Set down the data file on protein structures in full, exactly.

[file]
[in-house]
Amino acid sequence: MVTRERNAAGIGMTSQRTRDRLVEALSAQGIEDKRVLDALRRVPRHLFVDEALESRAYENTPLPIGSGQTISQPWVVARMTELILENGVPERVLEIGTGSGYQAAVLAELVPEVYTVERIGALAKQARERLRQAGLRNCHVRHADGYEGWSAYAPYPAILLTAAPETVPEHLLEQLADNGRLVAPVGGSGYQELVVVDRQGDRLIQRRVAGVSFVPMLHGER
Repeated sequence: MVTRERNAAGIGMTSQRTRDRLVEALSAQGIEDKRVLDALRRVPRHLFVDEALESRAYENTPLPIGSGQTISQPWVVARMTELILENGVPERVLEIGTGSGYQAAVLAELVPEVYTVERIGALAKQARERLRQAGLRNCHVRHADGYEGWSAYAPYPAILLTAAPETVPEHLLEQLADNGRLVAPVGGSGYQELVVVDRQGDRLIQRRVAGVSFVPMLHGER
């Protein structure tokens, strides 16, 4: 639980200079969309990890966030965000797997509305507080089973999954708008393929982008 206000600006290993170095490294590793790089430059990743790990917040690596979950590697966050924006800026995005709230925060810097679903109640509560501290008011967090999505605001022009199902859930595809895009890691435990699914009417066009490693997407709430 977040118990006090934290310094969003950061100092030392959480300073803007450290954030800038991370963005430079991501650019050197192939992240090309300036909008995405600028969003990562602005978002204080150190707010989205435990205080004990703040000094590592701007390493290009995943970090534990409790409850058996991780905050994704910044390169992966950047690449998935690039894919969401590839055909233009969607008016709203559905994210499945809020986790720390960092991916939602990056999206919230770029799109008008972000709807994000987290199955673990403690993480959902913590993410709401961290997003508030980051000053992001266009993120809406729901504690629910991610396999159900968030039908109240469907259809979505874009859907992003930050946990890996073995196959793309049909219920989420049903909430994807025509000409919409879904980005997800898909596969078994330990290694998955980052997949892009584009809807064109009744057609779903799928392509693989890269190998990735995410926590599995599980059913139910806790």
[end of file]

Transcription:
[in-house]
Amino acid sequence: MVTRERNAAGIGMTSQRTRDRLVEALSAQGIEDKRVLDALRRVPRHLFVDEALESRAYENTPLPIGSGQTISQPWVVARMTELILENGVPERVLEIGTGSGYQAAVLAELVPEVYTVERIGALAKQARERLRQAGLRNCHVRHADGYEGWSAYAPYPAILLTAAPETVPEHLLEQLADNGRLVAPVGGSGYQELVVVDRQGDRLIQRRVAGVSFVPMLHGER
Repeated sequence: MVTRERNAAGIGMTSQRTRDRLVEALSAQGIEDKRVLDALRRVPRHLFVDEALESRAYENTPLPIGSGQTISQPWVVARMTELILENGVPERVLEIGTGSGYQAAVLAELVPEVYTVERIGALAKQARERLRQAGLRNCHVRHADGYEGWSAYAPYPAILLTAAPETVPEHLLEQLADNGRLVAPVGGSGYQELVVVDRQGDRLIQRRVAGVSFVPMLHGER
């Protein structure tokens, strides 16, 4: 639980200079969309990890966030965000797997509305507080089973999954708008393929982008 206000600006290993170095490294590793790089430059990743790990917040690596979950590697966050924006800026995005709230925060810097679903109640509560501290008011967090999505605001022009199902859930595809895009890691435990699914009417066009490693997407709430 977040118990006090934290310094969003950061100092030392959480300073803007450290954030800038991370963005430079991501650019050197192939992240090309300036909008995405600028969003990562602005978002204080150190707010989205435990205080004990703040000094590592701007390493290009995943970090534990409790409850058996991780905050994704910044390169992966950047690449998935690039894919969401590839055909233009969607008016709203559905994210499945809020986790720390960092991916939602990056999206919230770029799109008008972000709807994000987290199955673990403690993480959902913590993410709401961290997003508030980051000053992001266009993120809406729901504690629910991610396999159900968030039908109240469907259809979505874009859907992003930050946990890996073995196959793309049909219920989420049903909430994807025509000409919409879904980005997800898909596969078994330990290694998955980052997949892009584009809807064109009744057609779903799928392509693989890269190998990735995410926590599995599980059913139910806790």